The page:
Well, to be honest, not much has changed. The whole military structure has been replaced, of course. Everyone who might rebel was sent home. Oh, and Newick is dead, in case you didn't know yet.
Forgive me if I'm not bursting into tears.

One of the major themes we're going to see in this story arc is that Drakovic has the best lines in the game. It's a shame the story has taken so long to focus on him.

But the enemy general said no one else would be punished as long as they didn't resist. It makes me think if maybe they knew that Newick wasn't popular. It would've caused more unrest if some of the well-liked officers were executed.
The way you describe it, the Kingdom has gone to great lengths to keep the citizens happy.
Yeah, that's exactly the problem. The people don't have it bad. And that in turn makes it harder to make them stand up against the occupation forces. If they were being oppressed, they would've been much more eager to fight.
Excuse me for asking this, seeing as I'm not a Republic citizen, but if the people are not willing to fight because their lives are no worse than they used to be, is it right for us to push this fight upon them?
You don't understand. Do you know how much blood was shed to gain our independence? You want us to throw that all away?
No, I don't. But the population seems quite fine with it.
I'm not going to argue with you about this. If you've got a problem with it, just go back to the Empire!
No, I think it's a valid question. You're right. Things aren't so bad right now.

Look at the Empire now. I'll readily admit that you have a good leader. But will he still be great in twenty, or forty years? What about his children? I'm not fighting to improve the people's situations right now. It's to protect them in the future.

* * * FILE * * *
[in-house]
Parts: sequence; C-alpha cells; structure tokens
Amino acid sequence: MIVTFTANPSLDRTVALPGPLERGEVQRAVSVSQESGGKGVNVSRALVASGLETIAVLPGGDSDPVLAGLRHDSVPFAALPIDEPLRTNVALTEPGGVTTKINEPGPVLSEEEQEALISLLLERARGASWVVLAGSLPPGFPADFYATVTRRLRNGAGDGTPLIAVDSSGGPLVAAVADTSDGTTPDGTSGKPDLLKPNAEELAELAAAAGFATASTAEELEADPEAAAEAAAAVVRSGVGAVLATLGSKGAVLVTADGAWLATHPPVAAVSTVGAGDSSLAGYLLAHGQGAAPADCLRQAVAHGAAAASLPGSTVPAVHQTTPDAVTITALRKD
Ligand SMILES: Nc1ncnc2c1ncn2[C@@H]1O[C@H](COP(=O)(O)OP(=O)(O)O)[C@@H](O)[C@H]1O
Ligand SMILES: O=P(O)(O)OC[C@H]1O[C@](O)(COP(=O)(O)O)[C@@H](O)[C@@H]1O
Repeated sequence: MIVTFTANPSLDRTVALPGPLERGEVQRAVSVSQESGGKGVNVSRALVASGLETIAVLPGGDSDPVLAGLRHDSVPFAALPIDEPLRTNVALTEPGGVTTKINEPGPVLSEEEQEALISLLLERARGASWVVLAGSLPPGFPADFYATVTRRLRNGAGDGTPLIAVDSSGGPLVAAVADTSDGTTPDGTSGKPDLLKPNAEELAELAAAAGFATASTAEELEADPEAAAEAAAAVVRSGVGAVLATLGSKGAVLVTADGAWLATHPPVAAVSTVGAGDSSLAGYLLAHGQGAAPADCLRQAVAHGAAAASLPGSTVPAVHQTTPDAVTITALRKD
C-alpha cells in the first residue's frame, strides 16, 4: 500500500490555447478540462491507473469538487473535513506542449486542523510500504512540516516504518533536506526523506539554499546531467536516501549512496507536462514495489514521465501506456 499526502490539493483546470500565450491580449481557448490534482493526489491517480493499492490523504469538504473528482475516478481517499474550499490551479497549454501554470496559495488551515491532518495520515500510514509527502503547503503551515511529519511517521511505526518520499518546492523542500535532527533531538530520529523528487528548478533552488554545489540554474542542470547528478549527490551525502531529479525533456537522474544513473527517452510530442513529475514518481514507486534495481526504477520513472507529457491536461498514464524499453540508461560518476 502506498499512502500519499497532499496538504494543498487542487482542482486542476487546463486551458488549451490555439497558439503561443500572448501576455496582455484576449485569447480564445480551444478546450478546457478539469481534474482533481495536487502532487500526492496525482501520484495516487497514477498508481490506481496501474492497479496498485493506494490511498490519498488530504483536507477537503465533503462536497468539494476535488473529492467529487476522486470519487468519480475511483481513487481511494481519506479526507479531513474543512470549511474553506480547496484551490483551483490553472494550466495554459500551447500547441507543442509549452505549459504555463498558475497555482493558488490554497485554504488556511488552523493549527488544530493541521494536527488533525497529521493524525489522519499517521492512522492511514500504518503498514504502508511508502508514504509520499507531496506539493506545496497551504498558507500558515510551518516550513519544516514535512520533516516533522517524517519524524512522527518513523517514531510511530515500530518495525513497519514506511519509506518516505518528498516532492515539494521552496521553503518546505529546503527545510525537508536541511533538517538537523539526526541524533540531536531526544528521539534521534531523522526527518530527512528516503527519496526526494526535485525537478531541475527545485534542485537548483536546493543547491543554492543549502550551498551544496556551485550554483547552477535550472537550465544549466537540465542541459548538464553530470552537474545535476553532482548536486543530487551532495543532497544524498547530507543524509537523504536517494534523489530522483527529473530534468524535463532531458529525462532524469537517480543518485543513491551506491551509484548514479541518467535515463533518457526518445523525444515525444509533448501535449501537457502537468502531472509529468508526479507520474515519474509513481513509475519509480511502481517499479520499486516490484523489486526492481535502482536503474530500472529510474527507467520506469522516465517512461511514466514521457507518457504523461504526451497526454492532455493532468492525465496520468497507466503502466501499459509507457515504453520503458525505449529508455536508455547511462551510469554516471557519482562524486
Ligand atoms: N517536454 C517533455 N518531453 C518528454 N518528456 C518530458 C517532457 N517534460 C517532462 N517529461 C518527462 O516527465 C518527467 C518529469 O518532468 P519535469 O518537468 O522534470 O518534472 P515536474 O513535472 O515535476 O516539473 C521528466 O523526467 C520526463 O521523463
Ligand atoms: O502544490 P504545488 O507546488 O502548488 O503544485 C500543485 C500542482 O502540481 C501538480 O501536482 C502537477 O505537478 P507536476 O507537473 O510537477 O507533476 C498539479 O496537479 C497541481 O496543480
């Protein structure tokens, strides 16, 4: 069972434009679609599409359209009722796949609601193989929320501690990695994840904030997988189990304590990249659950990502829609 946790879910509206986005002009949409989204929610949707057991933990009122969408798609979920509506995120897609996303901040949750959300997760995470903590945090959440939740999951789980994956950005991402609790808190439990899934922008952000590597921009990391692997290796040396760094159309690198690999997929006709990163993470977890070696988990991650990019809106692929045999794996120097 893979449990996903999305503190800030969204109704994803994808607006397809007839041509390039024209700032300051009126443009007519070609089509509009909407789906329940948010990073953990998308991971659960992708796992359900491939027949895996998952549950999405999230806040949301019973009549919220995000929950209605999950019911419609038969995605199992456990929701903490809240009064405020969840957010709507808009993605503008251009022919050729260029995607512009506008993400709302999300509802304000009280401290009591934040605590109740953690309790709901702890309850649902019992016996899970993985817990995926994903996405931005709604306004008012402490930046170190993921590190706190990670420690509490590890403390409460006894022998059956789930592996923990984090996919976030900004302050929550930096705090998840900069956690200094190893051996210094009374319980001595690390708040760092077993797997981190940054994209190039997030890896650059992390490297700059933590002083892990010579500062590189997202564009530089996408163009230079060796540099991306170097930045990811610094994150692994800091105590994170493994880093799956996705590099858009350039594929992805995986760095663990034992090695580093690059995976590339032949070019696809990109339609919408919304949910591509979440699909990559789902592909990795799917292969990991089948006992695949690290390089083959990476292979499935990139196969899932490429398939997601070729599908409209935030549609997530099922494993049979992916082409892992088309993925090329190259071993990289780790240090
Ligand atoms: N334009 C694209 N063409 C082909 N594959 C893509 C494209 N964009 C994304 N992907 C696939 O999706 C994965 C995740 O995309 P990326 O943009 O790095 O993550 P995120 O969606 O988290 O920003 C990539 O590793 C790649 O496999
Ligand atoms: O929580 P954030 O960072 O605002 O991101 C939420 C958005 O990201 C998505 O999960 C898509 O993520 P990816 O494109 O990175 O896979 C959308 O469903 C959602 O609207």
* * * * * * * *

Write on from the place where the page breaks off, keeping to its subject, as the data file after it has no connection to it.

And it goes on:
Very well. I'll withdraw myself from this discussion.
Yeah, so I told you that we don't have a lot of support among the population. To change that, we need to do something shocking, something that will shake everyone from their sleep. They think that supporting us is pointless right now. I want to change that.

I think this is the first time the game has made any sort of reference to the Republic's (former) leadership. Up until this point the player might as well have assumed that Newick was the head of state.

Maybe he wasn't the best leader, but he's still a symbol of what we stand for. But just recently, I added a second part to the plan. You see, we've discovered that the Kingdom general who led the invasion has come back to Stonewall. If we could kill him, it would mean a massive hit to the enemy's morale.
This general... That's Castor, right?
You're already familiar with him?
Yeah, you could say that.
Okay, so that's a nice goal, but it's not a plan. How do you expect to get into Stonewall to do all this?
We explored many possibilities. One of them was to dig a tunnel.
... A tunnel all the way from here to the city?

So instead, we started digging a tunnel from here to get behind a nearby enemy camp, to see how it'd go. From there, we'd be able to get much closer to Stonewall and dig a second tunnel. Well, it was only an idea, but we didn't get very far with it. We ran into something, below these mountains. Old ruins buried beneath the earth. But that led me to think... those ruins seemed to go on for quite far. It's possible that they're like ancient catacombs or something. They might be connected to Stonewall. If that's true, we could get into the city without having to dig our own tunnel.
But... you don't know where they lead to yet?
Right, that's the thing. We didn't make it very far inside. I already lost several men to what's lurking down inside. I had to put a halt to the exploration.